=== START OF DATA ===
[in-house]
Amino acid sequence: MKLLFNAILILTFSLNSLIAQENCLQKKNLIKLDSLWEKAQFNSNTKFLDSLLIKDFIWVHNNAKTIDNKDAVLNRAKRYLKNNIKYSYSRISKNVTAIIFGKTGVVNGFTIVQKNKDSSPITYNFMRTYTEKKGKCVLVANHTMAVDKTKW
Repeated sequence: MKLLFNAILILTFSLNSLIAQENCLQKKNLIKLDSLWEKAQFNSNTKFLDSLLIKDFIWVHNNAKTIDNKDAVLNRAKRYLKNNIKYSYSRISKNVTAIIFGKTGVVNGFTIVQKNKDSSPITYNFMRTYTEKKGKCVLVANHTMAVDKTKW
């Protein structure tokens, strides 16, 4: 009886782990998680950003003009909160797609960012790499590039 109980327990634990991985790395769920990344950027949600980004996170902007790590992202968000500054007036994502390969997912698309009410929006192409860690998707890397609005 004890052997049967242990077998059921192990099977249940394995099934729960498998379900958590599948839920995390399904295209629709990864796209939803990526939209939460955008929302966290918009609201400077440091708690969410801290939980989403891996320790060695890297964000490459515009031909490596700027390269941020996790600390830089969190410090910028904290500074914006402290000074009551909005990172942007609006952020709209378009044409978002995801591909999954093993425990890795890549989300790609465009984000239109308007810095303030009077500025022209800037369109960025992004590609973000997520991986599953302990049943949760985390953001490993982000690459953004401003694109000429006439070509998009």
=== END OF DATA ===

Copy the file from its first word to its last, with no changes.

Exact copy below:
[in-house]
Amino acid sequence: MKLLFNAILILTFSLNSLIAQENCLQKKNLIKLDSLWEKAQFNSNTKFLDSLLIKDFIWVHNNAKTIDNKDAVLNRAKRYLKNNIKYSYSRISKNVTAIIFGKTGVVNGFTIVQKNKDSSPITYNFMRTYTEKKGKCVLVANHTMAVDKTKW
Repeated sequence: MKLLFNAILILTFSLNSLIAQENCLQKKNLIKLDSLWEKAQFNSNTKFLDSLLIKDFIWVHNNAKTIDNKDAVLNRAKRYLKNNIKYSYSRISKNVTAIIFGKTGVVNGFTIVQKNKDSSPITYNFMRTYTEKKGKCVLVANHTMAVDKTKW
């Protein structure tokens, strides 16, 4: 009886782990998680950003003009909160797609960012790499590039 109980327990634990991985790395769920990344950027949600980004996170902007790590992202968000500054007036994502390969997912698309009410929006192409860690998707890397609005 004890052997049967242990077998059921192990099977249940394995099934729960498998379900958590599948839920995390399904295209629709990864796209939803990526939209939460955008929302966290918009609201400077440091708690969410801290939980989403891996320790060695890297964000490459515009031909490596700027390269941020996790600390830089969190410090910028904290500074914006402290000074009551909005990172942007609006952020709209378009044409978002995801591909999954093993425990890795890549989300790609465009984000239109308007810095303030009077500025022209800037369109960025992004590609973000997520991986599953302990049943949760985390953001490993982000690459953004401003694109000429006439070509998009």